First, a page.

India has improved drastically in the World Bank’s ‘Ease of Doing Business’ 2020 international ranking by moving up to 63 out of 190 countries in the list. India was at rank 130 in a list of 189 countries in 2016. A sudden jump in rank from 130 to 63 is definitely remarkable and shows true business potentials of new India. Although this sounds good there is a lot more to be done for India to continue rising up. Hrishikesh Datar, Founder and CEO of Vakilsearch, a technology driven company empowering Indians with access to trustworthy legal solutions for entrepreneurs, gives his insights into what more can be done to push India further up the ranking.
The World Bank has said “In the year of 2015, India eliminated the paid-in minimum capital requirement and streamlined the process for starting a business. More reforms are ongoing—in starting a business and other areas measured by Doing Business—though the full effects are yet to be felt”.
Doing business in India – a country which the economic pundits say will be the world’s second-largest economy by 2030 (with China top and the USA pushed into third place). Going back a decade or so this assertion might have seemed nothing more than a fantasy, but everybody now seems to agree that India is finally going places. With a rapidly growing population of 1.3 million which boasts a vibrant middle class and a demographic which is heavily weighted towards youth, the potential of India seems almost limitless.
In the past, many developed economies saw India as a destination for the low-cost outsourcing of back-office or R&D-type functions and, whilst this area of the economy continues to thrive, India needs to be viewed in a very different light these days. India is, quite simply, the world’s largest potential market for goods and services. Where China has already developed much of its infrastructure and service economy, India still has enormous work to do. Look around on the streets of Delhi, Bangalore or Chennai and the need for development is obvious – move into the second or third tier cities and this need becomes even more acute.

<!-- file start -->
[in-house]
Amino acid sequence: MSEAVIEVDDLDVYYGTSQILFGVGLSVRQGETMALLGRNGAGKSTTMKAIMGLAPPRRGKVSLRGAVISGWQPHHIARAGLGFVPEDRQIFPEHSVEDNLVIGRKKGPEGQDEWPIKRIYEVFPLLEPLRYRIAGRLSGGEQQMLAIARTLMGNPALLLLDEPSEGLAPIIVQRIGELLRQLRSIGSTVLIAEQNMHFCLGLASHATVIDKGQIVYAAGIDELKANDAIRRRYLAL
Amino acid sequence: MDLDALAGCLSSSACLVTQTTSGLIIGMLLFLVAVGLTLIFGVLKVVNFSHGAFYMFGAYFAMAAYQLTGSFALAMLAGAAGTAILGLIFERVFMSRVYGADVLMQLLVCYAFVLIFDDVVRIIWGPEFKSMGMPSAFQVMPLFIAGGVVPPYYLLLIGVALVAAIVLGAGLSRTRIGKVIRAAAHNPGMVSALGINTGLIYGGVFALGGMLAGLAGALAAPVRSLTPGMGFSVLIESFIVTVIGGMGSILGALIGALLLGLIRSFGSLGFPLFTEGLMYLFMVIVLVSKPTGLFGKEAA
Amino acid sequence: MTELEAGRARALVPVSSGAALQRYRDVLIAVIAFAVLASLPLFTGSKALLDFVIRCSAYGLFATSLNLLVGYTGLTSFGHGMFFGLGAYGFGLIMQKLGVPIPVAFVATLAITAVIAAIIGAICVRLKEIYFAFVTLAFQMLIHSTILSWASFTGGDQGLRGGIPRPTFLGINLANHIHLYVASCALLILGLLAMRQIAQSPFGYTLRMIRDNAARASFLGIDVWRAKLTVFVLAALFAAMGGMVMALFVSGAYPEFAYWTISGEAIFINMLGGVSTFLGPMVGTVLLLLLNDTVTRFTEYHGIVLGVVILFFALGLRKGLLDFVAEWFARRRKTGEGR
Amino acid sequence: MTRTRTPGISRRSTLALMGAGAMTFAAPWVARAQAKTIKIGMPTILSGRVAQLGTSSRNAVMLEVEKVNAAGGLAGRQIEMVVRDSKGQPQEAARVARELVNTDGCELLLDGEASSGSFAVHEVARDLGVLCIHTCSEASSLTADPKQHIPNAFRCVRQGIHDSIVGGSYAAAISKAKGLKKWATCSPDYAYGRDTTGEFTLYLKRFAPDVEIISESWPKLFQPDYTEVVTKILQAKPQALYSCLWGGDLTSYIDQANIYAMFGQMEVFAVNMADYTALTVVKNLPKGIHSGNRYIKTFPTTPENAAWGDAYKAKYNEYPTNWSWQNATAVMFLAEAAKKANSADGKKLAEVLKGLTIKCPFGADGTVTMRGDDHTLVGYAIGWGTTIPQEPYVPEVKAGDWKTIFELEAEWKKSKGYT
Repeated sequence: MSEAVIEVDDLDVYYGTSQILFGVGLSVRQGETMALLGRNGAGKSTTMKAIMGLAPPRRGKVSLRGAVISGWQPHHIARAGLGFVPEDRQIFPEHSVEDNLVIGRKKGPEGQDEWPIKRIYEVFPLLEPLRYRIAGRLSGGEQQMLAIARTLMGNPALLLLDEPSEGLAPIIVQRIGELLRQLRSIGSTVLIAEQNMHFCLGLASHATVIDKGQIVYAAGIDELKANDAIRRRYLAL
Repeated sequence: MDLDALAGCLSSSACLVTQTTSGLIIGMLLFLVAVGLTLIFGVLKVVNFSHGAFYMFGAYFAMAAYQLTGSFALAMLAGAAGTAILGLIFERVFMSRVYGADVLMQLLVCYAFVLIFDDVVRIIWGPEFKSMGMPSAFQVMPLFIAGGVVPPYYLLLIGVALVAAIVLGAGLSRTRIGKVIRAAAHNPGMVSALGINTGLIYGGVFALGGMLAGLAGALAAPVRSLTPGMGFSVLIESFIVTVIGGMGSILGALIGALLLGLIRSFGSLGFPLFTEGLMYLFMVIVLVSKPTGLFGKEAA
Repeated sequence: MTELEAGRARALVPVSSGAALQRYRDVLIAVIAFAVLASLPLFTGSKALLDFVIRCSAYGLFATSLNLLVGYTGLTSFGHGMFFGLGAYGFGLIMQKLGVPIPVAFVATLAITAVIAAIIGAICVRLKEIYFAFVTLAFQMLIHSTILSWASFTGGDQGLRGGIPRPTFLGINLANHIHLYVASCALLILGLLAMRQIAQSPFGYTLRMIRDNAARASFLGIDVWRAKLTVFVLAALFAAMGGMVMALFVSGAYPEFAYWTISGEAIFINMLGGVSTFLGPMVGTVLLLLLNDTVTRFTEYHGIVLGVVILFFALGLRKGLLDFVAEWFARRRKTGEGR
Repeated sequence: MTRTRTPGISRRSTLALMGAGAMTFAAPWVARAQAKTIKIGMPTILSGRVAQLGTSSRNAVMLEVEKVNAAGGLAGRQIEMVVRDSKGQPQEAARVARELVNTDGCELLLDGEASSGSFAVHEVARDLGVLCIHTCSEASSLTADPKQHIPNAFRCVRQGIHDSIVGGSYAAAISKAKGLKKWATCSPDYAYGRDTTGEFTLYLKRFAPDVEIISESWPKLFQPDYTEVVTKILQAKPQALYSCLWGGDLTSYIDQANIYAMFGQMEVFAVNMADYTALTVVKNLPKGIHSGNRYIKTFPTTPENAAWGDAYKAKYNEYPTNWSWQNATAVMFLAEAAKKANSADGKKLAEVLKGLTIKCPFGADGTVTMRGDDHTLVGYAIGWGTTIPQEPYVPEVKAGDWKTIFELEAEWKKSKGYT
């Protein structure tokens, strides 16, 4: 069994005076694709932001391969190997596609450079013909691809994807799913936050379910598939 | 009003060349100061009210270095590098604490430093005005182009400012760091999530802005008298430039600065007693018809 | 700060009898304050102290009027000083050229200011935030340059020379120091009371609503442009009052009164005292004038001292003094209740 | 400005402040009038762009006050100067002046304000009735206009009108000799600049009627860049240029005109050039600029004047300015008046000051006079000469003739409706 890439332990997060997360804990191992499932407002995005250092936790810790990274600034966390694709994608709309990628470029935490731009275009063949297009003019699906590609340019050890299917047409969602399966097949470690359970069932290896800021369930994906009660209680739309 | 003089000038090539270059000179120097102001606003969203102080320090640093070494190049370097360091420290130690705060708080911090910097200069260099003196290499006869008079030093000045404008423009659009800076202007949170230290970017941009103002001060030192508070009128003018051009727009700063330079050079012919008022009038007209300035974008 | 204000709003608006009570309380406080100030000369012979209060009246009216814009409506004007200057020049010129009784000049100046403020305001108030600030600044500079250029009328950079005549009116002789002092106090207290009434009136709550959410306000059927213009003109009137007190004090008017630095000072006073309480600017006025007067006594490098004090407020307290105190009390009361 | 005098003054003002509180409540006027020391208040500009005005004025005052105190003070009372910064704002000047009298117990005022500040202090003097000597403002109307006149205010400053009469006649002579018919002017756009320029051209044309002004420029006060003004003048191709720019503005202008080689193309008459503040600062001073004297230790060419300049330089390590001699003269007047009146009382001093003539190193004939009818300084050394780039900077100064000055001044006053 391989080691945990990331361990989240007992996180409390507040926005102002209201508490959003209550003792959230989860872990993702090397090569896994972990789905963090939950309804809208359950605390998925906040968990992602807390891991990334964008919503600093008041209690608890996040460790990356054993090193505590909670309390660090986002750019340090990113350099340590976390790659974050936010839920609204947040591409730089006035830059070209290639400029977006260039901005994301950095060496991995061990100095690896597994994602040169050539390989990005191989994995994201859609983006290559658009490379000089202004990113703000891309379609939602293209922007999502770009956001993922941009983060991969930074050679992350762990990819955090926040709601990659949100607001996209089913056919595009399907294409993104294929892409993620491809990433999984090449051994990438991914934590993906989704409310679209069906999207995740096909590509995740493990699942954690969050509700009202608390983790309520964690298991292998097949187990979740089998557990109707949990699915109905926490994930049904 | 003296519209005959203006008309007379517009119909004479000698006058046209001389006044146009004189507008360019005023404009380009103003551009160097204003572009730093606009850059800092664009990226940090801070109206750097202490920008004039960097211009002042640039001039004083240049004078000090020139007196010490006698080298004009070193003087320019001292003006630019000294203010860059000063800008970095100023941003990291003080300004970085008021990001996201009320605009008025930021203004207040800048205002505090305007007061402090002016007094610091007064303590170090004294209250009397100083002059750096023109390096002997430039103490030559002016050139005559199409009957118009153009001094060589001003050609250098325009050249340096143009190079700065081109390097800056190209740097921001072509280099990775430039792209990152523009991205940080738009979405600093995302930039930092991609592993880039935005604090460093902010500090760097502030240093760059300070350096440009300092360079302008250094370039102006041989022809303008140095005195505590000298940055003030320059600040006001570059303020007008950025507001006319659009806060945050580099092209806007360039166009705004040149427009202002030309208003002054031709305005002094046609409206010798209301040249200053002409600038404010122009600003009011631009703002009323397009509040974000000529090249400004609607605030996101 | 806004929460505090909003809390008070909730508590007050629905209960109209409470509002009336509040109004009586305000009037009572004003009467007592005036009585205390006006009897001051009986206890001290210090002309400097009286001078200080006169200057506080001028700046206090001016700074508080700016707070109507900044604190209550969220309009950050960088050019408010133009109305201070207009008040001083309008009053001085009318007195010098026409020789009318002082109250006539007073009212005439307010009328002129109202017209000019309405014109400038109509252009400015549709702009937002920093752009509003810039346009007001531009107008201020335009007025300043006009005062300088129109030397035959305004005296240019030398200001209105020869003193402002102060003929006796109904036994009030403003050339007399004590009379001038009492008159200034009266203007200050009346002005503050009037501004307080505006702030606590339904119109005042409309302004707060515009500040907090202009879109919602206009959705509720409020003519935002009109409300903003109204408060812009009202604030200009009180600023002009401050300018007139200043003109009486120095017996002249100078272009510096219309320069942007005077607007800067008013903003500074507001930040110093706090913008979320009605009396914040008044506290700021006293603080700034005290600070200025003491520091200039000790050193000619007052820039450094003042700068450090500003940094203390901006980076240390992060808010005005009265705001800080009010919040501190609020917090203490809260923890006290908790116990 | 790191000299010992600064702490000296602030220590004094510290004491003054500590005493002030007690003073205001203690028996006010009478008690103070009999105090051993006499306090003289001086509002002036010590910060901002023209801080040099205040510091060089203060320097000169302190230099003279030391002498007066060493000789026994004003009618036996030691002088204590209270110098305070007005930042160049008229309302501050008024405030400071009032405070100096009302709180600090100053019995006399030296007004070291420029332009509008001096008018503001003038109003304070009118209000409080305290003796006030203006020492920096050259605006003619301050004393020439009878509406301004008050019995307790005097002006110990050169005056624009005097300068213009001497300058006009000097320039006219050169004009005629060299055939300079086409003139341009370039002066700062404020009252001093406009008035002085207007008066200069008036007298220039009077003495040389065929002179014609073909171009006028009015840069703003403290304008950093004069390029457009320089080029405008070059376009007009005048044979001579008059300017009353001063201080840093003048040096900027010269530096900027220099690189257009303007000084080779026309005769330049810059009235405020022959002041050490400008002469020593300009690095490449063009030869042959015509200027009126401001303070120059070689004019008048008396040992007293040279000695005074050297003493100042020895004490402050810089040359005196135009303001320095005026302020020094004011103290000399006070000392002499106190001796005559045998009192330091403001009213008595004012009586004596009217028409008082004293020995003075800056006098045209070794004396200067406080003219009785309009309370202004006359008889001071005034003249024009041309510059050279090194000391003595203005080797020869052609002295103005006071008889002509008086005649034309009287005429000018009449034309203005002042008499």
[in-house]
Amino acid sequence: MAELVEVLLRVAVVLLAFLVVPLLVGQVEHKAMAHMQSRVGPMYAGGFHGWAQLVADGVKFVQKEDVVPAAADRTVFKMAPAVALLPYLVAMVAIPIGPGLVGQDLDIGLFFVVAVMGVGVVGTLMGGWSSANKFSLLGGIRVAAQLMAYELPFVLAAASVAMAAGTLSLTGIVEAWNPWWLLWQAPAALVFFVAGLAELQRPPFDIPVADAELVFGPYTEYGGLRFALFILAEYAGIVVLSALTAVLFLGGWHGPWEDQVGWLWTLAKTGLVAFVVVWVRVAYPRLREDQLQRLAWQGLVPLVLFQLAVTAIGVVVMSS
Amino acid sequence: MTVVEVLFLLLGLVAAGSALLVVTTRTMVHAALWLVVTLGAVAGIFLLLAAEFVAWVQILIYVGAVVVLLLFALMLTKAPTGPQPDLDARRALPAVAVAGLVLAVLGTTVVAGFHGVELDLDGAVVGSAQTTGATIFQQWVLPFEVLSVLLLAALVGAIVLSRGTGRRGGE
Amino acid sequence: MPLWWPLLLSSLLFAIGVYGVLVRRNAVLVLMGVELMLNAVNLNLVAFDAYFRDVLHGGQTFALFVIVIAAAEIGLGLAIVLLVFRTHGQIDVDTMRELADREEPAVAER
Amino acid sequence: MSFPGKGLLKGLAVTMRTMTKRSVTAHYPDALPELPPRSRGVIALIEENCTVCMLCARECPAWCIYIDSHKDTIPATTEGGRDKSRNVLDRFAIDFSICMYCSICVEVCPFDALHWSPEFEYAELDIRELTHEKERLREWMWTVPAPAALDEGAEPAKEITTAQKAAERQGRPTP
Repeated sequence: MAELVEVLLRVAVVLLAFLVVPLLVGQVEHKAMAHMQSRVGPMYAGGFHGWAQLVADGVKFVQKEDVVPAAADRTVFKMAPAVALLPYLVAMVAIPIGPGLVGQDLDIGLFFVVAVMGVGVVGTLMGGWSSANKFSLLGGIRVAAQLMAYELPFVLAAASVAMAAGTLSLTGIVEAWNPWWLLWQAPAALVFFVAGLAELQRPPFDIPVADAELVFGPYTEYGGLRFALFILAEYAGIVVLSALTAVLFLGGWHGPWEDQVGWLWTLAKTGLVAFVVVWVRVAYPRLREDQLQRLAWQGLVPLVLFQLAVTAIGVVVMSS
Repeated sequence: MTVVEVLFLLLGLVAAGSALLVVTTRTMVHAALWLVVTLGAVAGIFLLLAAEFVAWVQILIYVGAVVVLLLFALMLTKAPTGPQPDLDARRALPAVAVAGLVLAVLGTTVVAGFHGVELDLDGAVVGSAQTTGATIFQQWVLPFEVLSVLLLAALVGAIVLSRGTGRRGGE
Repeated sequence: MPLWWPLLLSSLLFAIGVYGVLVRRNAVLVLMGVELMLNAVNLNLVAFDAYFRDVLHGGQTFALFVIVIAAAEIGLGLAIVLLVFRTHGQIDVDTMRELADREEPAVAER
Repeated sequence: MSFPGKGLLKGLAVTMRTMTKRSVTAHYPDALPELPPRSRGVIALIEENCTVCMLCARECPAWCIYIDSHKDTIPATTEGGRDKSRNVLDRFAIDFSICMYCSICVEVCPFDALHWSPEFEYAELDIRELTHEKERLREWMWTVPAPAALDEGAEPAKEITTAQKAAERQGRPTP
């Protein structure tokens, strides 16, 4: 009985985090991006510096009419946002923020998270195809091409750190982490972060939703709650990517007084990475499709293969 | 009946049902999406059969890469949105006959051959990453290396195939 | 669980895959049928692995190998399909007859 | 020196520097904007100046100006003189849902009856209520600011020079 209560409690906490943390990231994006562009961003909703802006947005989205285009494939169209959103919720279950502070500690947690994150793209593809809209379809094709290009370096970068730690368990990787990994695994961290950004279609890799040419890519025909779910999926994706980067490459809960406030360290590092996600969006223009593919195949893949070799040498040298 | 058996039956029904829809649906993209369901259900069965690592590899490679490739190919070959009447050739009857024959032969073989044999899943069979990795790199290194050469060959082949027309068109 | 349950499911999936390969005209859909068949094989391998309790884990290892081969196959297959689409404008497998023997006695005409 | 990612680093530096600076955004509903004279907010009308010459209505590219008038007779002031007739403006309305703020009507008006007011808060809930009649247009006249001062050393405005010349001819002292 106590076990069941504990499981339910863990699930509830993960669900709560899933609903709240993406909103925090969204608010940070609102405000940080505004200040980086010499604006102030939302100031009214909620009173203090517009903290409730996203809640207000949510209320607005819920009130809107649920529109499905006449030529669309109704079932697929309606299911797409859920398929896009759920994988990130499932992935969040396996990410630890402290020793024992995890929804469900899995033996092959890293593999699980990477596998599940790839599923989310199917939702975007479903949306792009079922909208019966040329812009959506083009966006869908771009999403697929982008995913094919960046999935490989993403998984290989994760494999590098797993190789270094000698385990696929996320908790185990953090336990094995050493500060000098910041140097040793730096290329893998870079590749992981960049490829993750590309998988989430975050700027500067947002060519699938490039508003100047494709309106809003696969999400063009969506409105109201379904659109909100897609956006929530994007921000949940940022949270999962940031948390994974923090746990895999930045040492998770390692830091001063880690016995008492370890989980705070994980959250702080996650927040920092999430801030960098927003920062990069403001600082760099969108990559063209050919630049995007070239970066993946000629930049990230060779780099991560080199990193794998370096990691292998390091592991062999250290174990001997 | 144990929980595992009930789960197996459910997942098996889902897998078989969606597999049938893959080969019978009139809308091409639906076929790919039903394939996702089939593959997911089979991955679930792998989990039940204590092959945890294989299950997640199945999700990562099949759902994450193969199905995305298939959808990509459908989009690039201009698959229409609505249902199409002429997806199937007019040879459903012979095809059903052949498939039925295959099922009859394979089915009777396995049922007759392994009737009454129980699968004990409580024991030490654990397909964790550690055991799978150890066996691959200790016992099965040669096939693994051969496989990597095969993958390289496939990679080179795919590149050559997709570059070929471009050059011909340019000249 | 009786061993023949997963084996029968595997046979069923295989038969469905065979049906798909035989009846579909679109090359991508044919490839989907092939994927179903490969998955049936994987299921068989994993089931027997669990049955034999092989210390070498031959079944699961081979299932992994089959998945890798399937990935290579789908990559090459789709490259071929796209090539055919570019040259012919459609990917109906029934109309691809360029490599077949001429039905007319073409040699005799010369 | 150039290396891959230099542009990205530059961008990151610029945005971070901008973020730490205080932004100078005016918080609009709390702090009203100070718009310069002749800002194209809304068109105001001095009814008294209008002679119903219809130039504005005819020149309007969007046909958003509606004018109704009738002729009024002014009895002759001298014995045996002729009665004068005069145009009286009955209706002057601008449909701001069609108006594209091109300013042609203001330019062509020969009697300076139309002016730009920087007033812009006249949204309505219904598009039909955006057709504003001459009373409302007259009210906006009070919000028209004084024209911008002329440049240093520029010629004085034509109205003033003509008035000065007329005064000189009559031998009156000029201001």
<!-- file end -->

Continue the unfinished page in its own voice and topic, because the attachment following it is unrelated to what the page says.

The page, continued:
What does all of this point to? Opportunities. India is a land of endless possibility where the people are aspirational, energetic, open and eager for progress.
The biggest mistake organisations make when looking at India as a market is that they fail to do adequate research. To say that India is enormous would be a massive understatement. A country with 1.3 billion people, multiple languages, ethnicities, climates and geographies cannot be approached as a homogenous unit. You can’t really have an ‘India strategy’ – you probably need multiple India strategies.
The first question has got to be is: ‘Is India the right market for your products or services at this stage of your development, taking into consideration the current needs of India?’ This is not an easy question to answer. So many factors come into play when addressing this – what is your price point, and how does that sit against the competitive landscape in India? Who are your major competitors and how are they faring? Can you afford to invest in India knowing that the returns might not accrue for a number of years? Which city or region would be a good starting point?
All of these questions need answers, but good quality information is not always easy to come by in India. You will need to engage people on the ground in India who can really get under the skin of the local market and get back to you with honest, trustworthy answers to key strategic questions. Don’t convince yourselves you can do all your research via a laptop back in your office or home– you quite simply can’t.
India is full of really great potential employees. On the whole, Indians are well-educated, ambitious, enthusiastic and motivated. Lack of local talent definitely isn’t the issue; finding and retaining good people though can be very difficult.
The Indian employment market is very fast-moving. Indians are always on the lookout for ways of improving their career prospects, job titles and income. How are you going to convince good people that you offer them a bright future? Why should they join your company when there is a myriad of opportunities for the type of people you are looking for?
Culture in India
The underlying factors which drive Indian business culture are deeply rooted in the country’s religious, societal and ethnic past. People are often fooled into thinking that because Indian’s often speak good English and because the country has a western-influenced history, that the cultural challenges they might face will be minimal. Nothing could be further from the truth.
You simply cannot hope to succeed in India unless you gain a very good understanding of the local cultural landscape.
Though with huge efforts of Indian government like launching a start-up India portal, Mudra Loan scheme for MSME (medium small & micro enterprises), there’s a lot to be done in collaborate efforts of Indian citizens and Indian government to get into top economic powers of the world.